As for innovation in philosophy, Philipp Maas noted Śaṅkarācarya in his commentary on the Yoga sūtra reading ānantya (infinitude) for anantya (unending), so raising the tone of the theism to the infinite horizon! Taken as an object of meditation, that means the visual vanishing-point or projective horizon, which is then essential for understanding the curious cosmologies of the Purāṇas. There you have the tangle of philosophy, theology, geometry and astronomy in which countless scholars have lost their way.
To pick up a trail like that and extend it is then a rare achievement indeed. I’m thankful that Patañjali used plainer words to more practical ends.
What would you say are the hardest Sanskrit or Indian philosophy texts to understand? In western phl, Die Kritik is certainly up there as is Word and Object and anything by Frank Jackson and Putnam, along with Baudrillard. Of the Indian Buddhist masters, Vasubhandu comes off as more challenging for me personally than Nagarjuna or Shantidev. Others feel free to pop in.
I am not sure that such a list would make sense, because it seems very subjective (I would not even start of thinking of Putnam, and rather speak of Plotinus or Meister Eckhart).
Anyway, Dharmakīrti is really tough, especially without commentary and so are also, imho, Bhartṛhari and often Kumārila (Śāntideva seems much more accessible to me, possibly because of the topics he deals with, and Nāgārjuna seem to me tough but understandable because they are intratextually consistent). Then, Vyāsatīrtha and many Navya Nyāya authors…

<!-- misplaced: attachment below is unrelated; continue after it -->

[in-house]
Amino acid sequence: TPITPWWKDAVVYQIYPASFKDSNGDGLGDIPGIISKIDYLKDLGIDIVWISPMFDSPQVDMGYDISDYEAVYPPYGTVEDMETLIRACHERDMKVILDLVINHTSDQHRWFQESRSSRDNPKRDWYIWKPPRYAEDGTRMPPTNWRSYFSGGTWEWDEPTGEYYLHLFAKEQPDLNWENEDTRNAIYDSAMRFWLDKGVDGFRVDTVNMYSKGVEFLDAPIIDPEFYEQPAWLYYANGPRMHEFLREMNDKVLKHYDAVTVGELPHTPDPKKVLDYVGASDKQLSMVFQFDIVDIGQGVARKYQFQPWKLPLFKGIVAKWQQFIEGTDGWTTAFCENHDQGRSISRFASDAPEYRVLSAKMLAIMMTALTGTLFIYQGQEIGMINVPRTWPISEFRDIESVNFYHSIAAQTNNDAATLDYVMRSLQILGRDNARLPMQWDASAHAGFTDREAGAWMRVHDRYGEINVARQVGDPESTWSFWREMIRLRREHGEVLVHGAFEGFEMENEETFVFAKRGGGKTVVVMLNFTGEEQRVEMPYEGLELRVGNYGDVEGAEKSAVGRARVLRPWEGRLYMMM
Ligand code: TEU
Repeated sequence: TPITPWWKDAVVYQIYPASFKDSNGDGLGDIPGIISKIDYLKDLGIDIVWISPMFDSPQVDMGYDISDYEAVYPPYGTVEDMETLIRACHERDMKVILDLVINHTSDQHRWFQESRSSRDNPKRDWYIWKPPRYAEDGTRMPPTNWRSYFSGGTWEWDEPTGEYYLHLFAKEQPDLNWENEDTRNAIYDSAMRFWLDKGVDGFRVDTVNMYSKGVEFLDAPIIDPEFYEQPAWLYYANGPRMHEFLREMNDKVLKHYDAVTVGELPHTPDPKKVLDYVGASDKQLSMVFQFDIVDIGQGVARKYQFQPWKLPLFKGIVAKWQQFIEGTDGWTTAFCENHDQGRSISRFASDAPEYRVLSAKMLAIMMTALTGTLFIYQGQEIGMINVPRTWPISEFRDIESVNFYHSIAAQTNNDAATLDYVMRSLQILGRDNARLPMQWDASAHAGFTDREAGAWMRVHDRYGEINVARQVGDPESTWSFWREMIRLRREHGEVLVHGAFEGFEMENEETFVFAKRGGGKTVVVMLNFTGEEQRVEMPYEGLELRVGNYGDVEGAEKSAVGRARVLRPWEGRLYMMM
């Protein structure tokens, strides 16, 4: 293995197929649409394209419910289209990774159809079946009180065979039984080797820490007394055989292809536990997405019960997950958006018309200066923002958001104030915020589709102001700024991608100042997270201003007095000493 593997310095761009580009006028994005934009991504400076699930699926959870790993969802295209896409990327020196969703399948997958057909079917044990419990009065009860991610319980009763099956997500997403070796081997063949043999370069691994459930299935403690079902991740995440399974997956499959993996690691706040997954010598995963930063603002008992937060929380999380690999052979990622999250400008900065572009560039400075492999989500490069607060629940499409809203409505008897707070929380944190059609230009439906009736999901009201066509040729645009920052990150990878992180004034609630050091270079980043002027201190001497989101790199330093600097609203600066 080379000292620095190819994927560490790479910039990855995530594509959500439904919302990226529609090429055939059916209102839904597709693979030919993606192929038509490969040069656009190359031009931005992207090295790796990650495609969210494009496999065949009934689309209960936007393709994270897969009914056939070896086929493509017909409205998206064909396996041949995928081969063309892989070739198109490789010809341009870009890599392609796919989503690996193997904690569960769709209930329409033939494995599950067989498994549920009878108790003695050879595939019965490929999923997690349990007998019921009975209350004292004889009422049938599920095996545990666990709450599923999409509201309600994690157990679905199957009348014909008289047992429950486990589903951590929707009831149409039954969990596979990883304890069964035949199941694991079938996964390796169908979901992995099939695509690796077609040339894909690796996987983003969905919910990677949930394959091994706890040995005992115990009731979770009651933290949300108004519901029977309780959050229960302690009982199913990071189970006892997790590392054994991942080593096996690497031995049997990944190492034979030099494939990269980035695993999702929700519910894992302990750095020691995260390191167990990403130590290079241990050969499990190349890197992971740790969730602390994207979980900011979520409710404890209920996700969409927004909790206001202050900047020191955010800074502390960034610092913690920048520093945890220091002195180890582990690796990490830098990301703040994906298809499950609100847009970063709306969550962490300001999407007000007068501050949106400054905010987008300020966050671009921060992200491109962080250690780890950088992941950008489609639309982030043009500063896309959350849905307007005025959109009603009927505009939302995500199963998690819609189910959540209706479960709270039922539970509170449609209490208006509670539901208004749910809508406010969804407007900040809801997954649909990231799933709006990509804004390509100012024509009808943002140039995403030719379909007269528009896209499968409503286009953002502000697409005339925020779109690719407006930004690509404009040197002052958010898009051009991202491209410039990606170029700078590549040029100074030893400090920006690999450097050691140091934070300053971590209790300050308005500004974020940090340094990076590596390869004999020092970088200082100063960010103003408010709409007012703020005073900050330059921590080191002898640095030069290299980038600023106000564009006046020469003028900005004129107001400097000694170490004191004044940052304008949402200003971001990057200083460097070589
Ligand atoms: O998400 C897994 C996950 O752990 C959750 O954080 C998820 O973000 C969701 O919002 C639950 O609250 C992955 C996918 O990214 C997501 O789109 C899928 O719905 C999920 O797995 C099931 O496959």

The problem with Plotinus is that we can map him onto Neo-Vedanta: to give a more religious comparison, it is like the Rig Veda and Hesiod’s Theogony, Genesis, Enuma Elish, Baal Cycle: these are all more or less the same genre or type. Whereas there is no precedent for AM Turing, there is precedent for a Noam Chomsky (Plato, Descartes) or a David Hume (Buddhism, Sextus Empiricus). Likewise, the thought of Shankaracharya and Vivekananda would be easily recognized by Plotinus. I do agree with you on Bhartrihari and Shantidev though. I’m not familiar with Vyasatirtha (learn something new everyday!) so I can’t comment on him.
Vasubandu and Putnam were both aspiring to dogmatic solutions for the mind-body problem, while caught in a swamp of linguistic ambiguities: Vasubandu between Sanskrit, Pali and Prakrit, and Putnam natural language, mathematics and the new machine codes. That’s surely as difficult as philosophy gets! But I look past such tangles, like Jonardon Ganeri in his Classical India, where Vasubandu is reduced to a single footnote.
The tangle that does draw me is between Patañjali and the Sāṃkhya teachers who commented on his edition of the Yoga sūtra, in relation to controversies with the Buddhists: you find them together in the Yuktidipīka, asking whether a soul can enter a body without a material influx of some kind. That very debate picked up again in the European Enlightenment, and set the scene for Kant’s Critique.!
What I find disappointing is that in today’s conventional wisdom, Patañjali in the Yuktidipīka has to be just a Sāṃkhya teacher, and not the grammarian. And Buddhists could not possibly be influenced by older Sanskrit discourse about meditation. And Patañjali had no business revising Charakas classic of medicine, when we know that the first commentaries on Hippocrates were by glossators clarifying the medical terminology. There I really appreciate elisa’s caution against school-bound readings.
That’s Vyāsa-tīrtha, Vyāsa of the temples: he signed off on the whole elaboration of the Mahābhārata, so there is a precedent in Vyāsa as a refector of the Vedas.
The tale of 24 Vyāsas follows by a combinatorial logic: 4 Vedas x (saṁhitā + brāhmaṇa + upaniṣad) x (white + black) traditions = 24. And when you follow the combinatorial theme into Jain mathematics, there is some precedent for Turing’s computational philosophy. Ganeri then offers a graph-theoretical analysis of the Navya-Nyāya, which is very innovative.